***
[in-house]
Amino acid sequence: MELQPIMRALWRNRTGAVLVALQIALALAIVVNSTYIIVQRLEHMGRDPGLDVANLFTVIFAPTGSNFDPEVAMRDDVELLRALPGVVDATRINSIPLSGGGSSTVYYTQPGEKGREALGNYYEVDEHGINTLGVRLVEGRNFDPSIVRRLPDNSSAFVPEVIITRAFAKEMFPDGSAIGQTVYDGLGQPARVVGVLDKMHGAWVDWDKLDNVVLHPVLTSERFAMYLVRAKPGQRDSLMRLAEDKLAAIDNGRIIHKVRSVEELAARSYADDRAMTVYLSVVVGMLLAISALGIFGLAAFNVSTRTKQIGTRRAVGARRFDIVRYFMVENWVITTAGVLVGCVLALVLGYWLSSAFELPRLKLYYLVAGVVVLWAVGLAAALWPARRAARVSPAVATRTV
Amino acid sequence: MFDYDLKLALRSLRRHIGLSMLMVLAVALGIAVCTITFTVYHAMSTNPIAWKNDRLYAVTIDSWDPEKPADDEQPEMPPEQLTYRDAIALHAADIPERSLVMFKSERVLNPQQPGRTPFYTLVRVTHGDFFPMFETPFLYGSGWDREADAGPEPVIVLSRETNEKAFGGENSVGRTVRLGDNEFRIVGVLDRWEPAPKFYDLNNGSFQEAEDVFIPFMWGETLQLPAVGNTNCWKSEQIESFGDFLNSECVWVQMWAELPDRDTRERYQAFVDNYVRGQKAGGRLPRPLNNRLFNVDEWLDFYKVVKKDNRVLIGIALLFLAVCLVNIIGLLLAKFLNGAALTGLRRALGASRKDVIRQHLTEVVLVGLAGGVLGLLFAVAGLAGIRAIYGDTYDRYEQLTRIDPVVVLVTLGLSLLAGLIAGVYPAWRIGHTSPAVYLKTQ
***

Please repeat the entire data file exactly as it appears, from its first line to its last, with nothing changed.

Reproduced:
[in-house]
Amino acid sequence: MELQPIMRALWRNRTGAVLVALQIALALAIVVNSTYIIVQRLEHMGRDPGLDVANLFTVIFAPTGSNFDPEVAMRDDVELLRALPGVVDATRINSIPLSGGGSSTVYYTQPGEKGREALGNYYEVDEHGINTLGVRLVEGRNFDPSIVRRLPDNSSAFVPEVIITRAFAKEMFPDGSAIGQTVYDGLGQPARVVGVLDKMHGAWVDWDKLDNVVLHPVLTSERFAMYLVRAKPGQRDSLMRLAEDKLAAIDNGRIIHKVRSVEELAARSYADDRAMTVYLSVVVGMLLAISALGIFGLAAFNVSTRTKQIGTRRAVGARRFDIVRYFMVENWVITTAGVLVGCVLALVLGYWLSSAFELPRLKLYYLVAGVVVLWAVGLAAALWPARRAARVSPAVATRTV
Amino acid sequence: MFDYDLKLALRSLRRHIGLSMLMVLAVALGIAVCTITFTVYHAMSTNPIAWKNDRLYAVTIDSWDPEKPADDEQPEMPPEQLTYRDAIALHAADIPERSLVMFKSERVLNPQQPGRTPFYTLVRVTHGDFFPMFETPFLYGSGWDREADAGPEPVIVLSRETNEKAFGGENSVGRTVRLGDNEFRIVGVLDRWEPAPKFYDLNNGSFQEAEDVFIPFMWGETLQLPAVGNTNCWKSEQIESFGDFLNSECVWVQMWAELPDRDTRERYQAFVDNYVRGQKAGGRLPRPLNNRLFNVDEWLDFYKVVKKDNRVLIGIALLFLAVCLVNIIGLLLAKFLNGAALTGLRRALGASRKDVIRQHLTEVVLVGLAGGVLGLLFAVAGLAGIRAIYGDTYDRYEQLTRIDPVVVLVTLGLSLLAGLIAGVYPAWRIGHTSPAVYLKTQ